SIEGEL: Do you realize how hard it is for Americans to wrap their minds around the thought that this song about nostalgia for Keith Richards and Anita Pallenberg, The Rolling Stones and the glamorous life of the wild '60s did - that was the wife of the president of the republic. Just how odd that is for us.


BRUNI: Yes. Well, you know, I happened to fall in love with this man, and he was the president of the republic. I understand that it might be strange from outside. Of course, from inside, he's just my man and my husband. And, really, the point for me was to be, you know, next to him and to try to help him through his job, if I can use that word.


SIEGEL: The song on "Little French Songs" "Mon Raymond," "My Raymond," your Raymond, I assume, is not named Raymond.



SIEGEL: This is - why do you refer to your husband as Raymond?

BRUNI: Well, it was kind of a blink, you know, because, as you said, he's so famous, anyway, that I wasn't going to sing (singing) Nicolas, Nicolas, you know? And I tried.


SIEGEL: You tried to write a song around Nicolas.

BRUNI: There was already a song from a very famous French singer called Sylvie Vartan, and it was called "Nicolas." So that was a song from the '80s. It was very - it was sort of a hit, you know? So - and then I was trying to find another name for him and hesitating between Raymond but also Rogier, you know, Roger, and then I also thought of Raoul.

SIEGEL: Raoul, yeah. Yeah.

BRUNI: Yeah. Raoul. But, you know, Raoul is not so cool for rhymes, you know? You have cool but not so many other rhymes. Raymond, you have a lot.


BRUNI: It's a round sound. Also, it's sort of an old-fashioned name, you know, for us in France. Raymond was more the people from the '40s, the '50s. I thought it was funny to use such a name to describe him quite precisely.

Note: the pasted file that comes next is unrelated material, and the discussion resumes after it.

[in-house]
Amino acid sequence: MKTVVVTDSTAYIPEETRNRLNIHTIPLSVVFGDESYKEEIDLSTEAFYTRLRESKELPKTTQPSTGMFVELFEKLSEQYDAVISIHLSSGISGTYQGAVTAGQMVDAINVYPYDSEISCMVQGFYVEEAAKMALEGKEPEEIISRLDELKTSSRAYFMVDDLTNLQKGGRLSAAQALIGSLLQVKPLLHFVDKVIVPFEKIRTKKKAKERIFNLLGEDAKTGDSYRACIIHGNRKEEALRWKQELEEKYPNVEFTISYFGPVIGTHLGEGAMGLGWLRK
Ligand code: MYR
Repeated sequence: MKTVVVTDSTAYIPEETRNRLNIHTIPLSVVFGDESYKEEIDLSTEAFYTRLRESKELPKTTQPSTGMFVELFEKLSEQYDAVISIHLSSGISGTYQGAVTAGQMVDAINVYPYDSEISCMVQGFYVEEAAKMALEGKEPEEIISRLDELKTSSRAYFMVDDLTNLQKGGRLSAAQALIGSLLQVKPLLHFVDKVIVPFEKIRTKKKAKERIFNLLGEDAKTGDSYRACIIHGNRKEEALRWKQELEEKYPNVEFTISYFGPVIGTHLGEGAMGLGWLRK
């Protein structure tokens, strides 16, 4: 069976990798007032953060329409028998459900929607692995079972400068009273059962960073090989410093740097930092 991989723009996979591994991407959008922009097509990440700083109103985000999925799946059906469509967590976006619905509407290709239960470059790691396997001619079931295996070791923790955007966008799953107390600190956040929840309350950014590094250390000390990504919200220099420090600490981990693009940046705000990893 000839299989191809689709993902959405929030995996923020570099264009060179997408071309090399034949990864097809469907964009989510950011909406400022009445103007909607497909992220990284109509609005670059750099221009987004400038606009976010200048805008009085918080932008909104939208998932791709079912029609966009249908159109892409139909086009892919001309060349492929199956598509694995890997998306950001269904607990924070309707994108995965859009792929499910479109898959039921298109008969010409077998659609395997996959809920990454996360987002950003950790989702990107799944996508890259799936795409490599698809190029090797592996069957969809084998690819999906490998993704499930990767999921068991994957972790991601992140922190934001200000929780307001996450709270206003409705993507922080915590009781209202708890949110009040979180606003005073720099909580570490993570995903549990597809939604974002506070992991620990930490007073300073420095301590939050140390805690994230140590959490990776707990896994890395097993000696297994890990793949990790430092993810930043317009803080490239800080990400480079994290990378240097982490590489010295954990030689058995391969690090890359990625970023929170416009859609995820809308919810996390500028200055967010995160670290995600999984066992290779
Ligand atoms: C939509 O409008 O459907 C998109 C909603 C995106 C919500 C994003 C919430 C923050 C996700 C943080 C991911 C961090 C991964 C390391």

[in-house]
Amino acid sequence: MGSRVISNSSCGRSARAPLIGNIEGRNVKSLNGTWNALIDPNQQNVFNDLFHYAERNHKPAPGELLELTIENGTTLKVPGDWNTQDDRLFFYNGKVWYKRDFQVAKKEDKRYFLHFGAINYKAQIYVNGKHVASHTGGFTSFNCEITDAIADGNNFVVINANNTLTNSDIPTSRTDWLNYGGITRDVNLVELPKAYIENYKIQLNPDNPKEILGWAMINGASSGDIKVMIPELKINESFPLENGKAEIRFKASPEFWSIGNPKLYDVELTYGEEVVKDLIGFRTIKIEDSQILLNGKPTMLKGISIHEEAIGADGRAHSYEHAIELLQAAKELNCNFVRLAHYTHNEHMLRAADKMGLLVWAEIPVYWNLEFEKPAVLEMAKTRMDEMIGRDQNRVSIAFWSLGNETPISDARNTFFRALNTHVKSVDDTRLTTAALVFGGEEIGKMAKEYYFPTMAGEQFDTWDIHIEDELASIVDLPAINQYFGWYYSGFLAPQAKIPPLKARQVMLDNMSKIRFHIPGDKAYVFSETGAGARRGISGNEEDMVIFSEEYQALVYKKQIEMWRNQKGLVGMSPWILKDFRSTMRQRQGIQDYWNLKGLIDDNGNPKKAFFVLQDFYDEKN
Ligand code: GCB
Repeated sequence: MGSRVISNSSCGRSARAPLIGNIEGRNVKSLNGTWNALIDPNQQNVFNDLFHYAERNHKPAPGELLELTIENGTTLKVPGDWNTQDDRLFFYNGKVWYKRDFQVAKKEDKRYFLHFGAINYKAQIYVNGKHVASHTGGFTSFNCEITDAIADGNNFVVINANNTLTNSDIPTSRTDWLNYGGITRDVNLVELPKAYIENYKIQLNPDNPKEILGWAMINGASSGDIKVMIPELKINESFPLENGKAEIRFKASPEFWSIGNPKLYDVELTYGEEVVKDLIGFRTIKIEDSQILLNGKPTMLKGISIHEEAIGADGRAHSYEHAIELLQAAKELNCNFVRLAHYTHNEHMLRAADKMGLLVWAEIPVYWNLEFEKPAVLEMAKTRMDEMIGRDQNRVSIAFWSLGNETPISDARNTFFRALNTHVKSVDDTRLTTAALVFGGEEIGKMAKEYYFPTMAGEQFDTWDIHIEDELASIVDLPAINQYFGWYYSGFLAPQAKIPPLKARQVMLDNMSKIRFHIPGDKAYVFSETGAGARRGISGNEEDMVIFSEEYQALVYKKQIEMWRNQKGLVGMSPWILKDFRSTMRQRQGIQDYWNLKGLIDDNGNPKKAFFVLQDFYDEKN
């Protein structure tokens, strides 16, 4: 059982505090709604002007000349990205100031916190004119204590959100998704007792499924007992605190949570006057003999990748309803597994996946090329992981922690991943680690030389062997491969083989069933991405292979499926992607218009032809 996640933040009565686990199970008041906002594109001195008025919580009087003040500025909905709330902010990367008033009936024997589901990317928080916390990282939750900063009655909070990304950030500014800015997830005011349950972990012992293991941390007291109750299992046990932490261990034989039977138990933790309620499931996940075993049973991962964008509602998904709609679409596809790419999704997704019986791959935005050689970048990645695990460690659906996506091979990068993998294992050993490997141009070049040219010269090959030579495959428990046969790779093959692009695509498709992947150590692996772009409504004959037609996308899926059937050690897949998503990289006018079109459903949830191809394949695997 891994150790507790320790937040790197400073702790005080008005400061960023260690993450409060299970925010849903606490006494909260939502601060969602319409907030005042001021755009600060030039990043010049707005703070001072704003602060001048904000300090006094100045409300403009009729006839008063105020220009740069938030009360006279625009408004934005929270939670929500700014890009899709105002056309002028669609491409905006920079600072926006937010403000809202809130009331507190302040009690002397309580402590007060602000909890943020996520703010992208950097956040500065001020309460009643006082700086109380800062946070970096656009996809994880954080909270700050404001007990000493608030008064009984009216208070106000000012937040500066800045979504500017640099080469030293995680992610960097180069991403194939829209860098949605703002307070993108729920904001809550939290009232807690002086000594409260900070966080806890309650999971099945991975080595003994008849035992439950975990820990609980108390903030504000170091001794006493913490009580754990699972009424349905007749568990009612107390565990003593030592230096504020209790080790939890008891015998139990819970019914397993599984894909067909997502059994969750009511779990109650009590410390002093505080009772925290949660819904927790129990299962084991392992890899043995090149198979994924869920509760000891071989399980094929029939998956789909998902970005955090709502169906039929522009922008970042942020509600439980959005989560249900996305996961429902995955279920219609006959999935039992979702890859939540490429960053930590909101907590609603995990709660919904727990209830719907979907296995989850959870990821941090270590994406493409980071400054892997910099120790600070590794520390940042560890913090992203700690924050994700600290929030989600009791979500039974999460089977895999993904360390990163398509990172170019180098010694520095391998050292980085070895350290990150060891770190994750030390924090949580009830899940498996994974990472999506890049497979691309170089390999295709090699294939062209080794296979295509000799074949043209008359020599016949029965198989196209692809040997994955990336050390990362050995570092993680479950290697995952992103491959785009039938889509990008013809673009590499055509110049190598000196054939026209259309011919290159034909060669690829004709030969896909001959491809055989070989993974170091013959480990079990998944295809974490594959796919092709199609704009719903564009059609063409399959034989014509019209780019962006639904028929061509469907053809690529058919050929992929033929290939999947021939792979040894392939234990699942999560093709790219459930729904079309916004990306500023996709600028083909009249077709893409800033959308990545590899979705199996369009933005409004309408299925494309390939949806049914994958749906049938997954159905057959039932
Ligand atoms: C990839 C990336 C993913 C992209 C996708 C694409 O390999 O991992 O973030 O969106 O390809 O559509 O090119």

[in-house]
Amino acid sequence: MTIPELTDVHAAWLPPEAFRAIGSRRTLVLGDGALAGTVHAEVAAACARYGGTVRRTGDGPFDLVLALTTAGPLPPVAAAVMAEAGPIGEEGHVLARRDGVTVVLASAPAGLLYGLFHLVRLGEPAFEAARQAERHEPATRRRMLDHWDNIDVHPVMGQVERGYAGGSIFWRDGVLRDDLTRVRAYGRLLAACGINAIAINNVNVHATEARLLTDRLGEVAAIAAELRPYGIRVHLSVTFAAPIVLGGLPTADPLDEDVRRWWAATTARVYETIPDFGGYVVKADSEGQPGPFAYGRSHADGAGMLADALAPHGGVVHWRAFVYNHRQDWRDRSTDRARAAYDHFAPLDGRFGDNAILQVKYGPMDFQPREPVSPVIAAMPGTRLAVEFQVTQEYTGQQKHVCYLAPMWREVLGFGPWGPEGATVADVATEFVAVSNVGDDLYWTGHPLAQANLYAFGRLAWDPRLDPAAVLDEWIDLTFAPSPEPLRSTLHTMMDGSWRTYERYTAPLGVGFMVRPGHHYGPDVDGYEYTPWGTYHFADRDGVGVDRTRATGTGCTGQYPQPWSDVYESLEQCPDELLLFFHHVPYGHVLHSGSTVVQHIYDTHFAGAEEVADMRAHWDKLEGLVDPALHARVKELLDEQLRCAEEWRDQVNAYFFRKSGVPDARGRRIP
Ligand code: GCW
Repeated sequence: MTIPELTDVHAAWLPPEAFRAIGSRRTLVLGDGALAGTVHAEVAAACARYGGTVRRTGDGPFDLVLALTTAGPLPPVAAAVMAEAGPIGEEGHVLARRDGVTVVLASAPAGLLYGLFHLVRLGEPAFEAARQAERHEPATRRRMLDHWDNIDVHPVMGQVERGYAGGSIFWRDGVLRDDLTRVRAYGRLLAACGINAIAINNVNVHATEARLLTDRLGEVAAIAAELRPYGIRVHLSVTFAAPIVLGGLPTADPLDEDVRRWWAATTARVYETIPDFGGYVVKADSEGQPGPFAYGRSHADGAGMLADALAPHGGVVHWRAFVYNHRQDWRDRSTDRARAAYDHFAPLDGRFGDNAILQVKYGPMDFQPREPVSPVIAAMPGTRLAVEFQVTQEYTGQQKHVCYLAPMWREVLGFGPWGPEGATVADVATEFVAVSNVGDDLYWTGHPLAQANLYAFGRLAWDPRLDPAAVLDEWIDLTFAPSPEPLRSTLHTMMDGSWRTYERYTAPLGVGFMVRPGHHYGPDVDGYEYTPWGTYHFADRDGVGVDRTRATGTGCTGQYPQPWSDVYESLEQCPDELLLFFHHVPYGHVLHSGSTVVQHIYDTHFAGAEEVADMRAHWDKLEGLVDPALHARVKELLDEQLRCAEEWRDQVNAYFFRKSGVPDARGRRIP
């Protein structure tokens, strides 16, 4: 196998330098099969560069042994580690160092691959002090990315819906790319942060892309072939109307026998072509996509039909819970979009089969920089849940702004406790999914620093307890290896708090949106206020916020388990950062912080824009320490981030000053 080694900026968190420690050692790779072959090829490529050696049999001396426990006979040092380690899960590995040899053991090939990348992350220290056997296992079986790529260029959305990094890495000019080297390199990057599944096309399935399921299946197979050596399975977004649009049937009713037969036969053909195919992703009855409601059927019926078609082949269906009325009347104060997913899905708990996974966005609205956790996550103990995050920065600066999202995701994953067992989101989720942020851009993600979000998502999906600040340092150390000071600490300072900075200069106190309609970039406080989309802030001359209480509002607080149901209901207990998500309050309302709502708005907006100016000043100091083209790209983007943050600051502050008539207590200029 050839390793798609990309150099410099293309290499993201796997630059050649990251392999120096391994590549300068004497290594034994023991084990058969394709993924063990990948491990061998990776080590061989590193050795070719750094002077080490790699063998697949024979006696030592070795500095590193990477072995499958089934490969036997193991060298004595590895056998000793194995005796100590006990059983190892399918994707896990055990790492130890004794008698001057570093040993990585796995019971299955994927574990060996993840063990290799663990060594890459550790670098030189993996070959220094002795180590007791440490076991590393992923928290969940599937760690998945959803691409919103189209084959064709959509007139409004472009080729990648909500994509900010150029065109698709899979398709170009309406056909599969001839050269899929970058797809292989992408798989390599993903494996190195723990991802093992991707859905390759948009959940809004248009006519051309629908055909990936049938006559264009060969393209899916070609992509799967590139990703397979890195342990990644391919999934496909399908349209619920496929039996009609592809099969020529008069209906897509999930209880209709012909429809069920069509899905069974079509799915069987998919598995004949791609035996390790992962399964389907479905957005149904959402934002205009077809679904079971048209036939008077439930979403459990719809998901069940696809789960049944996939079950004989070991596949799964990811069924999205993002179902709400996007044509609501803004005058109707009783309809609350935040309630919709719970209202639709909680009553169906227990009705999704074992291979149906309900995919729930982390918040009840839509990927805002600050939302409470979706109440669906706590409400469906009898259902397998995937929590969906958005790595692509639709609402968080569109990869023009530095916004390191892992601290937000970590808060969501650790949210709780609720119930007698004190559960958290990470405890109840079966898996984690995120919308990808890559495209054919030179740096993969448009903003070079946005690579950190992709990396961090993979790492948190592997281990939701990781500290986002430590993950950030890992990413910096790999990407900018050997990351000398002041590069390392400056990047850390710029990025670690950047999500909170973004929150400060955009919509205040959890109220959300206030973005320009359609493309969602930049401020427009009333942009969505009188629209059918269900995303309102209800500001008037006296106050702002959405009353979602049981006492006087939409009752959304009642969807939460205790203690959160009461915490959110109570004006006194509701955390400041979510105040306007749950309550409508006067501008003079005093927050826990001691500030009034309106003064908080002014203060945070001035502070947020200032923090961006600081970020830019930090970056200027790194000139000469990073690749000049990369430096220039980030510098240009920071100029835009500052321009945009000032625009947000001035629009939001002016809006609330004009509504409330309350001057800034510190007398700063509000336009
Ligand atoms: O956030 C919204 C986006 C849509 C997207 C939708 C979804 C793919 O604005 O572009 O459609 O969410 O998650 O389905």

SIEGEL: And you have no shortage of rhymes. (Foreign language spoken)

BRUNI: Oh, yeah. Well, you know, I'm not going to say Raymond is no good. Hey.


SIEGEL: He's all good.

BRUNI: Yeah. He's all good...

SIEGEL: He's all good.

BRUNI: me, anyway.

SIEGEL: It's quite a description of your husband. He's an...

BRUNI: Yeah.

SIEGEL: ...atomic bomb.

BRUNI: Yeah.

SIEGEL: He's electric. He's dynamic.

BRUNI: Definitely.

SIEGEL: Definitely.

BRUNI: Yeah.

SIEGEL: This is a realistic- as far as things go, a realistic depiction.

BRUNI: This is a very lucid and realistic description of him, yeah. And loving, of course, you know?


SIEGEL: The name in France, the name of this CD...

BRUNI: "Little French Songs."


SIEGEL: Oh, the name is in (Foreign language spoken) in France, yes.

BRUNI: Yes. The name is in (Foreign language spoken). Yes. It's - I thought it was fun to also use an English title to describe such a French thing, you know?

SIEGEL: So it's not (Foreign language spoken)

BRUNI: (Foreign language spoken) No.

SIEGEL: It's - and it's not "Little French Songs." It's "Little French Songs."


BRUNI: Exactly. See, you get it.

SIEGEL: That's exactly it.

BRUNI: Yes, exactly.

SIEGEL: Well, welcome back to the singer-songwriting ranks here.

BRUNI: Thank you very much.

SIEGEL: It's very nice to talk with you.

BRUNI: Thank you so much for inviting me.


SIEGEL: You're listening to ALL THINGS CONSIDERED from NPR News.